Make More Putts — Video Transcription
I’m going to try to explain what you can do to gain confidence back and have confidence most of the time when you’re putting, what you need to focus on. Okay. First, I got to explain a couple of things. All of the putting actions with those, you know, with the exception of butterfly putts and actual push putts and stuff like that.
It’s a pulling motion. It’s not a pushing motion motion, even though a lot of people call pitch putts, push, but they’re not push putts. They are pulling putts. You pull the disc to the target. The thing that really gives the putt acceleration and the drives and everything else is torquing motion. Two very important things about the torquing motion is that it provides power, or velocity, and direction in order to propel the disc.
You have to have traction. Your grip and how you develop traction. It’s up to you. I talked to Ricky Wysocki and how he gets traction. He gets it from his three finger pads and his thumb, and that’s pretty much it. He’s got enough power and enough grip with those three fingers and the thumb to really torque his putt through the target.
Personally, I can’t do that. I have more traction points than that. I have the bottom of the rim and I have the, uh, underside knuckle of my middle finger. It’s kind of like a fan grip. So I have more traction points. Now with more traction points, more things can possibly go wrong. But when you stop, when your torque lever stops in the same spot, every time with the same rhythm every time, it should go the same direction.
Every time, regardless of how much power you put on that torque motion, you really want to make your putt as simple as possible. The more moving parts you have to your putt, the more things can go wrong. One thing I noticed about Ricky, Wysocki’s putt is it is really simple. There’s very little moving parts.
Now he’s got like everybody else has… he’s got the body momentum, you know, which is a small thing. And he’s got the upward and forward thrusting arm motion, which is a lot. And then he’s got the last little bit. The torque, which he does with his fingers and thumb. So he’s got basically arm motion, torque motion.
That’s it. So keep your putt as simple as possible. As long as you have enough power.
Where do you think you should focus? You should focus right there at the end, that last torque. And what is the disc doing at that last torque? Use muscles or tension or whatever you want to call it at the hit as the disc is being injected. Boom. And then you’re off of it again, just like a throw, just like a throw is everything’s really loose and you hit it and you’re off of it.
So your muscular action with your lower arm and your wrist and fingers and stuff only lasts a split second. I think I’ve told you where you need the focus and where you don’t need to focus is on everything else. You have to feel everything is going right you’re swinging, right. And your rhythms, right.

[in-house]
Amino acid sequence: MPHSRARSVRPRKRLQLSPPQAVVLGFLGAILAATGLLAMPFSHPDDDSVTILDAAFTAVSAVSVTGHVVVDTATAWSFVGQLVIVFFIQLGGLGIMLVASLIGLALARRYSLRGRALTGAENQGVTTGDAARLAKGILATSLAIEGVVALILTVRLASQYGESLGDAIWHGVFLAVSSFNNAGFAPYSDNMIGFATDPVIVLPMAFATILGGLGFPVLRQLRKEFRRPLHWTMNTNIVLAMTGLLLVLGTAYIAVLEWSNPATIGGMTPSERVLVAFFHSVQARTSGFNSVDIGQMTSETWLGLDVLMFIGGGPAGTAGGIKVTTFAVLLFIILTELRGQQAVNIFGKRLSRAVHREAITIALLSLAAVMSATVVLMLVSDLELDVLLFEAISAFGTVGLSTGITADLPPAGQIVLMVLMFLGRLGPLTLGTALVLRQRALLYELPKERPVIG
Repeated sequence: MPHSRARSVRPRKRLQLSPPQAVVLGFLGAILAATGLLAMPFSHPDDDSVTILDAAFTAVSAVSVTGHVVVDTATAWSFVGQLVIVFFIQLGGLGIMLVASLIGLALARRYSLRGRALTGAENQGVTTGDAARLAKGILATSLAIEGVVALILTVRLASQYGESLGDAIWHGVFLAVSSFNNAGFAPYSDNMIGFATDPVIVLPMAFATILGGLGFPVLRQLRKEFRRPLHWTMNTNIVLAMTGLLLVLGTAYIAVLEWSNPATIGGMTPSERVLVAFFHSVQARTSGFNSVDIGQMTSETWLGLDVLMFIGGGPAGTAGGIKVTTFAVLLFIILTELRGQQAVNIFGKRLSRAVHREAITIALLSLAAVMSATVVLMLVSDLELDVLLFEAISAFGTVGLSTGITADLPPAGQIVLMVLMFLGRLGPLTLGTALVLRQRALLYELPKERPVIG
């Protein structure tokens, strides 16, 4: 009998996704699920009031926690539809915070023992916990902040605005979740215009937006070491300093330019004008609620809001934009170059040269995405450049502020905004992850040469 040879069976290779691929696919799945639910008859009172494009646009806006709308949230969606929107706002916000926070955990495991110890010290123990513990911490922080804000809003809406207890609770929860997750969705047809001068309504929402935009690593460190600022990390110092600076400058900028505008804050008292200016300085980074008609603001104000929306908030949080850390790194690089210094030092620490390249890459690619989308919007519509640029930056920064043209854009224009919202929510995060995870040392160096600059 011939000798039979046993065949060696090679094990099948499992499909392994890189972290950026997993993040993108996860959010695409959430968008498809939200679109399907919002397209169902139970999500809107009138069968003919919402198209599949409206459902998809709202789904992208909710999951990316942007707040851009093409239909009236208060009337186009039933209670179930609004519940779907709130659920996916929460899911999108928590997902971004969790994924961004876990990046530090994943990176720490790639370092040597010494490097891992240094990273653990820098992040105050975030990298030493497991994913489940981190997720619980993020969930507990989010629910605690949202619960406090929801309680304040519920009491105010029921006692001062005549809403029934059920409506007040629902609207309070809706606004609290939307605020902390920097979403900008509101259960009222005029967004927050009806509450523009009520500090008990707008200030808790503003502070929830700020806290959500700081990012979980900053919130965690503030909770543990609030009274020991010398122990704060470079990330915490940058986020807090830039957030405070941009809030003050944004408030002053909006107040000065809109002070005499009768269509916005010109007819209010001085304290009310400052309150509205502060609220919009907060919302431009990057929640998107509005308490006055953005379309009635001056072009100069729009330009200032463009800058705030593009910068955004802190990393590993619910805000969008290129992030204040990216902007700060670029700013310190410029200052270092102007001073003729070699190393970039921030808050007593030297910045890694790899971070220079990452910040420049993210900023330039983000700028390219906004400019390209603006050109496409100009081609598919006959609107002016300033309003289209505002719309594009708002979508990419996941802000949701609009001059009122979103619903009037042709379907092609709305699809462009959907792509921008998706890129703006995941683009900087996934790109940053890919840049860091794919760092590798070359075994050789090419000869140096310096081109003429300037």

And stuff like that. But you don’t focus on that. And you focus on that disc shooting into the target. The disc will tell you what you’re doing right or wrong. But you have to be in contact with that. You have to feel it go. If you don’t feel it go, you can’t feel how fast it’s going. You can’t feel where it’s going. You can’t feel the angles that it has, and you should be able to feel that instantaneously upon ejection.
If you get that far with your concentration, where you can feel the disc pulling itself to the target target, you’re there. You’re in the bullseye, feel very confident that you got a really good chance of making all of those putts from 20 feet and in regardless of the wind conditions or topography or anything else like that, then you are, you know, you’re 90% on the way there
Putts that you hit outside the circle are usually they’re just bonus putts. They don’t even happen necessarily every round for the best players in the world. Okay. But what the best players do in the world, do. Is they do not miss those 16 footers, the 20 footers and stuff like that. They may occasionally miss one at the edge of the circle, but you know, they’re human.
If you are focusing on the disc being pulled to the target, it is difficult to fall off at all. You may miss a little bit here and there, but I mean, missing short ones just should not be an option. You’re not going to miss a short one if you’re pulling your disc to the target. And if you feel you’re just shooting to the target, I mean, I don’t see how you miss.
You always want to feel 100% confident that you can pull the trigger, knowing that it is possible that you miss, but you feel like you’re going to make this putt and you should feel like you’re going to make the putt every single time. And if you don’t, you’re not focusing properly or practicing sufficiently.